The Part and the Whole in Early American Literature, Print Culture, and Art (Transits: Literature, Thought & Culture, 1650-1850) (Paperback)
The essays in this pathbreaking collection consider the significance of varied early American fragmentary genres and practices—from diaries and poetry, to almanacs and commonplace books, to sermons and lists, to Indigenous ruins and other material shards and fragments—often overlooked by critics in a scholarly privileging of the “whole.” Contributors from literary studies, book history, and visual culture discuss a host of canonical and non-canonical figures, from Edward Taylor and Washington Irving to Mary Rowlandson and Sarah Kemble Knight, offering insight into the many intellectual, ideological, and material variations of “form” that populated the early American cultural landscape. As these essays reveal, the casting of the fragmentary as aesthetically eccentric or incomplete was a way of reckoning with concerns about the related fragmentation of nation, society, and self. For a contemporary audience, they offer new ways to think about the inevitable gaps and absences in our cultural and historical archive.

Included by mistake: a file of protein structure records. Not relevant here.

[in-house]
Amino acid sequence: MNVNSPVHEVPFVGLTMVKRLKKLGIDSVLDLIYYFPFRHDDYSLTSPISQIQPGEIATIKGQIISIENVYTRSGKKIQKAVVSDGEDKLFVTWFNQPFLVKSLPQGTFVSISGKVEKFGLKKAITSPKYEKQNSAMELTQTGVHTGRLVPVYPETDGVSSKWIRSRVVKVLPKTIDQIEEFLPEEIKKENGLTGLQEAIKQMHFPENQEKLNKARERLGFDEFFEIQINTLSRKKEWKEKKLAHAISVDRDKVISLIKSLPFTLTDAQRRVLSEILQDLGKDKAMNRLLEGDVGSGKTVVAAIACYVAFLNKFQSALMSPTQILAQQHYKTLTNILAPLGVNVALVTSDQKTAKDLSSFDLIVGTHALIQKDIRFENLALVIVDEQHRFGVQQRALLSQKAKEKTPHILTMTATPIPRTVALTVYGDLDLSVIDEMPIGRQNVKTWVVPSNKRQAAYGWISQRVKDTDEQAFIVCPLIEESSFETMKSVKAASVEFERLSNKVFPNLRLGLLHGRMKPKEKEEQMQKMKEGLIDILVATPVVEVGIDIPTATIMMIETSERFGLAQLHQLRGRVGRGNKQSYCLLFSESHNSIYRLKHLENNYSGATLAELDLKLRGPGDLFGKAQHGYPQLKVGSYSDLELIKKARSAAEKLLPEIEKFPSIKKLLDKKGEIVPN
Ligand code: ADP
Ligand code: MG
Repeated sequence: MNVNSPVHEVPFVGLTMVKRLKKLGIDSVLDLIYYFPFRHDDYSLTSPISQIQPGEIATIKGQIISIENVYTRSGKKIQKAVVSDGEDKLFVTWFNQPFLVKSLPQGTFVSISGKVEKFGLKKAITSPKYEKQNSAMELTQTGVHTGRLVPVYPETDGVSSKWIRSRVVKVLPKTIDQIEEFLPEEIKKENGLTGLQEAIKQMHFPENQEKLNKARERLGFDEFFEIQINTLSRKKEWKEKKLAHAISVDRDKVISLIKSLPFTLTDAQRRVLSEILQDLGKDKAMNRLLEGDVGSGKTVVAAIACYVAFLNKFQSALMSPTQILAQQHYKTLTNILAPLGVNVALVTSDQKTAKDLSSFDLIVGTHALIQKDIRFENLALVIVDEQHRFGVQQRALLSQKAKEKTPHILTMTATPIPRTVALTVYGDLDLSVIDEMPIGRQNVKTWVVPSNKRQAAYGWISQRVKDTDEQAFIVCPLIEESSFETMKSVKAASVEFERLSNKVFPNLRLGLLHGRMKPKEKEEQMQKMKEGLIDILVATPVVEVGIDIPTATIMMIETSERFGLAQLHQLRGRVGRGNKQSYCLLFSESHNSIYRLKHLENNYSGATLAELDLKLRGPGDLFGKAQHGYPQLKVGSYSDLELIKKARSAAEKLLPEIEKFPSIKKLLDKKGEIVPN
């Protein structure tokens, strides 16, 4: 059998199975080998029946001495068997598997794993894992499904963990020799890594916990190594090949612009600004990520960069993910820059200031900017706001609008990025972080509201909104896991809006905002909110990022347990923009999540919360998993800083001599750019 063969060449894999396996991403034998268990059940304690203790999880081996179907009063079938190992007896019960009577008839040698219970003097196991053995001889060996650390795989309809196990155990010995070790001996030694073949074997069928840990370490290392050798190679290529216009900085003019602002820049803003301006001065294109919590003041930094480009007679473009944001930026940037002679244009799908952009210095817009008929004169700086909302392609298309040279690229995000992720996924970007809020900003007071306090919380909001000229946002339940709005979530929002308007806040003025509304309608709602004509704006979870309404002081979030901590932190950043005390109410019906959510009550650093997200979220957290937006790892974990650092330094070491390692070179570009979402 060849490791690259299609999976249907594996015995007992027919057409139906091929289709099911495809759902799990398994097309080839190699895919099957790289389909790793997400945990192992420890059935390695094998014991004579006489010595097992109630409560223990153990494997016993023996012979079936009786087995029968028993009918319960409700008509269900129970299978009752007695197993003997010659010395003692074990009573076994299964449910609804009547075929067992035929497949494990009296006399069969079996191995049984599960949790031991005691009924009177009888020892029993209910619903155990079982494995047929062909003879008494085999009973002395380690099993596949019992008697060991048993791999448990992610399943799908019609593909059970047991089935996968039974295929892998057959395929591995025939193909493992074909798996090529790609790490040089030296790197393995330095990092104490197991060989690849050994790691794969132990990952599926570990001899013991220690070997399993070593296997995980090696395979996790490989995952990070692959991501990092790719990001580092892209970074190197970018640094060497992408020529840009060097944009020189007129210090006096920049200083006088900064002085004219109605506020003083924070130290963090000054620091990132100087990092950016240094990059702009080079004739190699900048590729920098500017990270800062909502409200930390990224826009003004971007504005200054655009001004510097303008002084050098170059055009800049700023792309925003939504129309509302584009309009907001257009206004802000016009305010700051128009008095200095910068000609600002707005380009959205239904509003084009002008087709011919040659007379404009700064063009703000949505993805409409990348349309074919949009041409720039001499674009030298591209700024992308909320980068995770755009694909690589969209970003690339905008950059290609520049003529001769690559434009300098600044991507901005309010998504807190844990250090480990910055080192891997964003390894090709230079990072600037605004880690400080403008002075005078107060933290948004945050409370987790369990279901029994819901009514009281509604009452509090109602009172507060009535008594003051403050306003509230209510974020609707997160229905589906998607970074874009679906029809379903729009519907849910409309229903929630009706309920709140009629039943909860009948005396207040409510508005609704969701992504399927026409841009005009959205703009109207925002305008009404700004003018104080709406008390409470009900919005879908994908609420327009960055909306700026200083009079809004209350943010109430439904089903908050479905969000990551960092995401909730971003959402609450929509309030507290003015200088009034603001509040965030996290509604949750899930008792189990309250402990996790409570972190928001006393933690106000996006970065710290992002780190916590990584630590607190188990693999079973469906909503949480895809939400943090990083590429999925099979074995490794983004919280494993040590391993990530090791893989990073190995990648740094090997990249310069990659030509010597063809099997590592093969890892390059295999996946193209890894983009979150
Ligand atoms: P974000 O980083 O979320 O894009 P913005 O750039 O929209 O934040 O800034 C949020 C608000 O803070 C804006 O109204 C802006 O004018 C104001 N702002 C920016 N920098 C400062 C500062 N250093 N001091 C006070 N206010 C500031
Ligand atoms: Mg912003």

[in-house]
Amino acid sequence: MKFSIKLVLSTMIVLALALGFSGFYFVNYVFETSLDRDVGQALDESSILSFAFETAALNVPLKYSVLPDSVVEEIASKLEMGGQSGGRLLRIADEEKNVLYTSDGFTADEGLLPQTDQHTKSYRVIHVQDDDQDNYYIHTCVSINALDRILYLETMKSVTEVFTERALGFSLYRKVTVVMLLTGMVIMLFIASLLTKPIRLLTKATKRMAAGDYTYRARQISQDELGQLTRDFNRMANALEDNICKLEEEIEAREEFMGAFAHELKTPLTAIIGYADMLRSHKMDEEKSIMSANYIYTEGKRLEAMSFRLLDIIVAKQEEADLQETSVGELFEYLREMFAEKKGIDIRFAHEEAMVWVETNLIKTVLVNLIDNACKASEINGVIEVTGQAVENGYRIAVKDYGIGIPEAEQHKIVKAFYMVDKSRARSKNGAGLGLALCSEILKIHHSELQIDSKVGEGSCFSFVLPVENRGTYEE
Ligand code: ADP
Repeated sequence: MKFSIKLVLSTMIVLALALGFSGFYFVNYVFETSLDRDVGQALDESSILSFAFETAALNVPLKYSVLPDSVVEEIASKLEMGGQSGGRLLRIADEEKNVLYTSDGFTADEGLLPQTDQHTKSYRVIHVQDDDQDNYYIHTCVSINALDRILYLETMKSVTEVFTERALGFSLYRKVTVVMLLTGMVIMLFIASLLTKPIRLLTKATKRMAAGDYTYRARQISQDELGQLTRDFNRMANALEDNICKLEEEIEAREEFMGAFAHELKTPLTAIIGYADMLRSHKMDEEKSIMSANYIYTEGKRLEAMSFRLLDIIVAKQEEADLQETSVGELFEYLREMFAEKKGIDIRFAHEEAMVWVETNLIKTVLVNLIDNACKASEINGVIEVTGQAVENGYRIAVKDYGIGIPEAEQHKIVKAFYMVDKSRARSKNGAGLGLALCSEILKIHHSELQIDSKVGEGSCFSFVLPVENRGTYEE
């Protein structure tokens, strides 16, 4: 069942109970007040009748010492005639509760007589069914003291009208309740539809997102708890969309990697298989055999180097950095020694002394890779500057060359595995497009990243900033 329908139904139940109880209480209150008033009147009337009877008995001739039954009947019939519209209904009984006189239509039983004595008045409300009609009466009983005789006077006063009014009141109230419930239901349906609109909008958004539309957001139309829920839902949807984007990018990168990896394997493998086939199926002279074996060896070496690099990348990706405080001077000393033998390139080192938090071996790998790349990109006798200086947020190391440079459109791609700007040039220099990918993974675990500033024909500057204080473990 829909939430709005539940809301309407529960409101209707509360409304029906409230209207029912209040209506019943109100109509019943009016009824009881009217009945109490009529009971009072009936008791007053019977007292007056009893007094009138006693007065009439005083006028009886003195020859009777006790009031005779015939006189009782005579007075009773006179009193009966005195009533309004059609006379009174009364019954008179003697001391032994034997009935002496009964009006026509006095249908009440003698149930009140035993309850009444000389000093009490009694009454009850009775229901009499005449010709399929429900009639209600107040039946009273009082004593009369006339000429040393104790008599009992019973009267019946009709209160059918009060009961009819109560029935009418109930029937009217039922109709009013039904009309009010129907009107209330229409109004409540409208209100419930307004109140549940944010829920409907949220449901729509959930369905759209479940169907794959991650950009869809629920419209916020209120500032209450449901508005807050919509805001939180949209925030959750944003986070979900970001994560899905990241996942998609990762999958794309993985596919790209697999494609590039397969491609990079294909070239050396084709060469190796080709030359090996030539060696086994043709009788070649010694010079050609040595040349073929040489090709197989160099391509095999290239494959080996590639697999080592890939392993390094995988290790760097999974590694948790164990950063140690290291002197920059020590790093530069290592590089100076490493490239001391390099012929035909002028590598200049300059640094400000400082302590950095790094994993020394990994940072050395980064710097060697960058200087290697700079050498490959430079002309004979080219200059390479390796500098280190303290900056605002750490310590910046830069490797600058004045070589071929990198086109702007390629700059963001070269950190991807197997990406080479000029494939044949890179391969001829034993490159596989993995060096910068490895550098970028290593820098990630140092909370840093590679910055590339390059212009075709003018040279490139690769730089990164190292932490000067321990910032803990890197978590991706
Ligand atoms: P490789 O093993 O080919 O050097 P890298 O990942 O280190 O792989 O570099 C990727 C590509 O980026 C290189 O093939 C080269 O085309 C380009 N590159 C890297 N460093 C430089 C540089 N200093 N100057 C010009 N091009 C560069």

About the Author
MATTHEW PETHERS is an associate professor of American intellectual and cultural history at the University of Nottingham in the UK. He is the editor of The Edinburgh Companion to Nineteenth-Century American Letters and Letter-Writing and is currently coediting volume two of The Collected Writings of Charles Brockden Brown (Bucknell University Press).
DANIEL DIEZ COUCH is an associate professor of English at the United States Air Force Academy in Colorado, where he teaches eighteenth- and nineteenth-century American literature. He is the author of American Fragments: The Political Aesthetic of Unfinished Forms in the Early Republic.